I was actually a bit disappointed by the mess they made when they modified the Transporter. The display flat flex connector on the front panel board was falling apart because it was not handled properly, and the connector for one of the main power rails (set of two purple wires between the toroid and the MW board) was burning up internally due to bad contact. The way the 5V power supply is pushed aside to make room for the overkill toroidal transformer did not appear very safe. Wiring between the MW board and the analog part of the Transporter mainboard was a mess, too. But anyway, after fixing it all, the owner confirmed the sound is positively worlds apart from the stock Transporter audio quality. So apparently it's worth it.

    Good success on your repair!

    Cheers,
    Joe


    PN me if your Boom / Classic / Transporter display has issues!

    Blog: https://www.blogger.com/blogger.g?ri...50753#allposts

  7. #127
    Sounds good. I'll put it on my list. Thanks!

    What's the value of the cap on the left? So, just those three caps, yes?

  8. #128
    Senior Member JoeMuc2009's Avatar
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    Right. the big cap on the left is working on the primary side and is rated 22uF 400V (uF is for microfarads)


    Gesendet von meinem STK-LX1 mit Tapatalk


    PN me if your Boom / Classic / Transporter display has issues!

    Blog: https://www.blogger.com/blogger.g?ri...50753#allposts

  9. #129
    Senior Member
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    Quote Originally Posted by asainzp View Post
    Hello, I have a broken SB3 and I am trying to contact you for repair, but I cannot send PM, as I am a new user maybe I dont have enough privileges. I have also sent you an email to the address you mention in your blog.

    Thank you in advance!
    If you make a few more posts PMs will become available. Not sure how many but at least 3 and less than 5.

    Sent from my Pixel 3a using Tapatalk

  10. #130
    Junior Member
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    Feb 2020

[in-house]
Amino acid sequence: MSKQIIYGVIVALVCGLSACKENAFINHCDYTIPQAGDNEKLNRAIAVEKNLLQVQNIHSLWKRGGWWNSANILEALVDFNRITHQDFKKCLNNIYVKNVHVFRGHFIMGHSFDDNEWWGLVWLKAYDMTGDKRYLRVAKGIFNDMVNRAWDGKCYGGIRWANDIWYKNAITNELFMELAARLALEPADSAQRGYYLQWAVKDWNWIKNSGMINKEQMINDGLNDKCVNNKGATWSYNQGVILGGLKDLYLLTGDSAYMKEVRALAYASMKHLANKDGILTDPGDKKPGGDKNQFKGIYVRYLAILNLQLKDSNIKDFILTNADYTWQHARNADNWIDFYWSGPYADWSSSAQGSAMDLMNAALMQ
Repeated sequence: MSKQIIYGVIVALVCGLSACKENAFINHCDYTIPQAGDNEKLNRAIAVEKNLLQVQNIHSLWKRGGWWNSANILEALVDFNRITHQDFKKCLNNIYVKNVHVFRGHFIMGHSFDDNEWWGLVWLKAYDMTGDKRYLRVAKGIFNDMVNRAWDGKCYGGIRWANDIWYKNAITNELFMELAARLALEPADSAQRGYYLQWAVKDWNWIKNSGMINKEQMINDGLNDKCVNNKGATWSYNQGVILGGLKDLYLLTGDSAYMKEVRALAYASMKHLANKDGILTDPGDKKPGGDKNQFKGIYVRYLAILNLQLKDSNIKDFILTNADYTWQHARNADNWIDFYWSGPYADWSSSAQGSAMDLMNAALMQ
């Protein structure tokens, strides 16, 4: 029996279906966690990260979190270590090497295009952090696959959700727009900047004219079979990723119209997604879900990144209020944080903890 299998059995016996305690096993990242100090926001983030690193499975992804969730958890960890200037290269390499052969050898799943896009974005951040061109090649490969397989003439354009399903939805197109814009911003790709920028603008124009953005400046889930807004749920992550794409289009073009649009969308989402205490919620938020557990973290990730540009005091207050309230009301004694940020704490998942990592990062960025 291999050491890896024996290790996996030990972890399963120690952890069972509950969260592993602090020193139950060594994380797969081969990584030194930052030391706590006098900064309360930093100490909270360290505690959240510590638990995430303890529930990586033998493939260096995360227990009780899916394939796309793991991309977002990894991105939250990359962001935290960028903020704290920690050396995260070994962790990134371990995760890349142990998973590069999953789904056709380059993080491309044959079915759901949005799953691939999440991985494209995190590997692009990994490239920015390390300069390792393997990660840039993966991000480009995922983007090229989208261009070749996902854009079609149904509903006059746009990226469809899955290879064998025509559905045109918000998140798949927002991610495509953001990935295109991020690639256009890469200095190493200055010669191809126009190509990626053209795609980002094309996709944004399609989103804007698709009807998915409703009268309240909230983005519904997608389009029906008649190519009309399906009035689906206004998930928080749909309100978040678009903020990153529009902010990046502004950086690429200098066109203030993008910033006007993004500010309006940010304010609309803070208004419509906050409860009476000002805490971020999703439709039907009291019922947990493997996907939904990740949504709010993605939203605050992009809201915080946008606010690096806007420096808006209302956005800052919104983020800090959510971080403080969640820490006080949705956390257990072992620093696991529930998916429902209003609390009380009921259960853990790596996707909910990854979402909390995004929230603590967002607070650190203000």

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    Been reading up on the Transporter power supply topic with great interest - thanks to everyone for all the good info over the last few years.

    My own Transporter throws a lot of noise which impacts AM radio throughout my house. I moved last fall and didn't notice this occurring at my last place so I believe the Transporter has developed this problem recently. Wondering if this is an early sign of caps failing on the power supply. Has anyone noticed this or can anyone comment if their Transporter causes this same interference? I did have issues with mine getting running after the move and ended up doing a full reset of it (xilinx; try regular reset first which didn't help). It didn't want to connect to WIFI even though it was the same WIFI router/name, etc. as before the move. It has been ok since other than the AM noise.

    In my case - I have the Transporter in a rack below a Denon tuner. With the Transporter plugged into power there is noise across the entire AM band. Unplug the Transporter and it goes away. I have other nearby devices - XBOX One, cable DVR box, TV, etc. and no noise from them. With the Transporter plugged in again, I then try my tube based 1950's/60's table radio in the kitchen and same AM noise which goes away with Transporter unplugged. Pretty sure the noise is going thru the power lines as I haven't noticed the problem with battery powered radios.

    If no one has info on this I'll likely just try to recap the power supply and see if it fixes it.
    Last edited by spt87a; 2022-03-21 at 09:15.